Tuesday, December 20, 2011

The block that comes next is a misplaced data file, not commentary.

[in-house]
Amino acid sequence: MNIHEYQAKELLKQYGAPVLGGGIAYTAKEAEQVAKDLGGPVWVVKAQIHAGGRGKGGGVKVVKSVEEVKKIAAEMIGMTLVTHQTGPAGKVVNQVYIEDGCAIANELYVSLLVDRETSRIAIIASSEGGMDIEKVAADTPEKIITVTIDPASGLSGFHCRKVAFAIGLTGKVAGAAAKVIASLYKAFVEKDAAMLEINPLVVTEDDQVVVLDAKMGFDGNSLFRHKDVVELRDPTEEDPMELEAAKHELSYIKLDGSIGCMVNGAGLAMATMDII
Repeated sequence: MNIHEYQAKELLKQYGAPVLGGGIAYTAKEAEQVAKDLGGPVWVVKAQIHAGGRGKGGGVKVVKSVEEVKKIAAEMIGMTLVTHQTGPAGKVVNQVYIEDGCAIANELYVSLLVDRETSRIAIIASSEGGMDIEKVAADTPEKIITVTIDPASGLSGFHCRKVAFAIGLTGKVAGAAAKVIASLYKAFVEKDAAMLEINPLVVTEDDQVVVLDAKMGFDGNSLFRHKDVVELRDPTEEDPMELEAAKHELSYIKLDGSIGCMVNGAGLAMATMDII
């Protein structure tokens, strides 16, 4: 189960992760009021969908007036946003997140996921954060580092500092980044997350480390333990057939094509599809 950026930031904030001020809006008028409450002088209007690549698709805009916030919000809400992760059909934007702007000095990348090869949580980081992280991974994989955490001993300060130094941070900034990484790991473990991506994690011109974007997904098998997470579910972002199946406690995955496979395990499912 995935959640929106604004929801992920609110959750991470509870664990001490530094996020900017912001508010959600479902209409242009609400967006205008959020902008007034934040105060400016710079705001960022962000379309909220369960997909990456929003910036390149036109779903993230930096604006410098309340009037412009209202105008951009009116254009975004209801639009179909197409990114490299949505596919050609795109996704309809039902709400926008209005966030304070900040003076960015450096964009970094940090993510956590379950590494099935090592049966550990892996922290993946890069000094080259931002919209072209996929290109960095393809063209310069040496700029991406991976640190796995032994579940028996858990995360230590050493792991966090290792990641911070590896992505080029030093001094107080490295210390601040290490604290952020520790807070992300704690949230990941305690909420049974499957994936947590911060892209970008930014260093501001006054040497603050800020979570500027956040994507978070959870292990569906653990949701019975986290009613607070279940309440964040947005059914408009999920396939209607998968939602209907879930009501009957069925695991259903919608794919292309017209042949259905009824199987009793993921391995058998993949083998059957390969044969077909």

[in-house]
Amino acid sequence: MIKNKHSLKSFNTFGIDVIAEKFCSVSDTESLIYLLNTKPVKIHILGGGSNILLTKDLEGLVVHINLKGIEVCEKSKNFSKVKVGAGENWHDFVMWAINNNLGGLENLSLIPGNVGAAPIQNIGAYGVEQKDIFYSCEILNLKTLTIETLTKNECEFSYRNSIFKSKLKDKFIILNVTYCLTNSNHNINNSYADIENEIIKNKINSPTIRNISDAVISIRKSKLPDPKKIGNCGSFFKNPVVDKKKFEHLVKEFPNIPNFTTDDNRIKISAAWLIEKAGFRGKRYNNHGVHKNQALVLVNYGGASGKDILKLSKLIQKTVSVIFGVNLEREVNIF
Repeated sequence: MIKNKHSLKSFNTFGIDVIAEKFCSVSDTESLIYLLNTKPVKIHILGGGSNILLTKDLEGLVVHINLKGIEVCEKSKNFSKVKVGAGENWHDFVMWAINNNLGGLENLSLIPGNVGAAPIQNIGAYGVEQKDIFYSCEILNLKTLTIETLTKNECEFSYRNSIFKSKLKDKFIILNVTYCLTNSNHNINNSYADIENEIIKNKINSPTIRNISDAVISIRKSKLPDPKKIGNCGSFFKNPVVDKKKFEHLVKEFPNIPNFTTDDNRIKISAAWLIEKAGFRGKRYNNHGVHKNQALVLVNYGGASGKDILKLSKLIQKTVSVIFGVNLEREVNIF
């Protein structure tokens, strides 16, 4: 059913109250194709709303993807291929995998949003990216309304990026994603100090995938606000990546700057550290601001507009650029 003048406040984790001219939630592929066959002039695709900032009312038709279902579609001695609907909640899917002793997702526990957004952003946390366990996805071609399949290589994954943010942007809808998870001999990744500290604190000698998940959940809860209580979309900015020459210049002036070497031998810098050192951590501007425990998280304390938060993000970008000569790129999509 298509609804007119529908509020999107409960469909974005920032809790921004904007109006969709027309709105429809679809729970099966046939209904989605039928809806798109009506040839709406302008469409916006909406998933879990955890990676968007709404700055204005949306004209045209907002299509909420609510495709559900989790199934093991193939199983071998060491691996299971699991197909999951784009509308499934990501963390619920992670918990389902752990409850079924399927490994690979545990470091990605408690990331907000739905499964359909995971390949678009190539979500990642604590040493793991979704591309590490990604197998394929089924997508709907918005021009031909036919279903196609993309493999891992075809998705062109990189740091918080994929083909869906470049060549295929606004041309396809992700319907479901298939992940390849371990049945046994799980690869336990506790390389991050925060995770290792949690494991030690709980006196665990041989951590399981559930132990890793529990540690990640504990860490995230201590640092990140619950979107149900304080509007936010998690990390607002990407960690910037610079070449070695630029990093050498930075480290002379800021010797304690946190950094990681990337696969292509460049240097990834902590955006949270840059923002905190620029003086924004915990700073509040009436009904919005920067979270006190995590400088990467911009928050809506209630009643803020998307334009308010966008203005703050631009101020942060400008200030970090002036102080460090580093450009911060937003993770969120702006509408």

I hope that you've all had a good Advent this year. Like many of you, my colleague Wally Jensen (my XO) tells me that Advent is his favorite season of the church year. If I've got it right, to Wally Advent is a season of penitential reflection without all the guilt of Lent. I get his point. Like Wally, this is one of my favorite seasons. I enjoy the emphasis upon disciplined reflection. One of my disciplines is to read The Anglican Theological Review. I'd be curious to know how many of you subscribe to (in paper or electronic form) the ATR. I find it to be a stimulating alternative to some of what we read that may be passed off as theological writing, when really it is a devotional exercise. Don't get me wrong. I know there is a place for devotional writings. I read them as well. However, I know myself well enough to realize that I need to do ongoing theological integrative work. In a recent issue (Spring 2011, V. 93, No. 2) I read an article by Jesse Zink about the work of Bishop Stephen Bayne who in 1959 was chosen to be the first Executive Officer of the Anglican Communion. One of his important tasks was to help the Anglican Communion confront their wistful legacy as somewhat ethnocentric missionaries from the west and to shift attention to very real mission challenges that confronted them. I have a couple of major take-aways from this well written article. The first is that Bishop Bayne was convinced that the Church exists for mission, and not the other way around. In other words, the church did not discover mission. Quite the contrary; because a mission oriented structure or organization was needed, the church was established. Look at the missionary journeys of the Apostle Paul. Congregations grew up around the idea of living out the mission of sharing the Good News of Jesus Christ. The second take-away is that his words have been largely unheeded, at least until recently. Within the past decade or so it seems that everywhere I look people are talking about reclaiming the mission of the church as the primary reason for the church to exist. As I look at the writings of people who talk about the mission oriented and the emergent church (Brian McClaran, Phyllis Tickle, etc.) it is clear that this theme has a new life with a new urgency. Perhaps there has merely been a time lag between the utterances and taking Bishop Bayne's words to heart. I've often wondered if at times a visionary prophet can only be heard decades after uttering the prophesies. Perhaps we're being motivated to heed this all because we have reached the point of realizing that we are in the midst of a moment of crisis. The application of these mission oriented approaches to our federal ministry environments is at the very least a significant challenge. Yet, these challenges might well be easily met. For years it has been clear to me that in the federal entities in which you serve there is an ongoing challenge to be, in essence, missionaries. In the tradition of Bishop Jackson Kemper, first missionary bishop of The Episcopal Church (about whom I'll write on another occasion) and the Apostle Paul, your mission is to go to people and places our church and society have forgotten. You do this as members, at best, of the diaspora. Within the organizations where you serve you have little, if any, entitlement and you don't expect to be entitled. Unlike many of the chaplains with whom you work, you understand the dynamics of the Constitution's First Amendment and that you are not entitled to impose the Good News of Jesus on every person whom you meet; that you pray in Jesus' name when you are engaged in worship within the Christian worship community and OUTSIDE of the public square. Yet, you still know of and experience the passion to share and live out the essence of Christ's story with all the people whom you serve. In most of your federal ministry settings the body of Christ will never be formed in the same way it is formed in civilian congregations. So what differences are there between the ministry environments of civilian and federal cultures? I am aware that this week many of you are in the process of completing your Christmas Eve or Christmas Day sermons - as I am for a sermon I will preach on December 25th at Yongsan Garrison in Korea. How will your sermon differ from a sermon that you would preach to a congregation in your dioceses of canonical residence? What unique words and phrases do your people need to hear from you? How does your hermeneutic differ from one that would be applied within the diocesan congregation? I really would like to know, as would many of your colleagues. On this blog site it would be helpful and informative to read your comments and reflections. May the blessings of this Advent and the anticipation of the Nativity be with you. Bishop Jay

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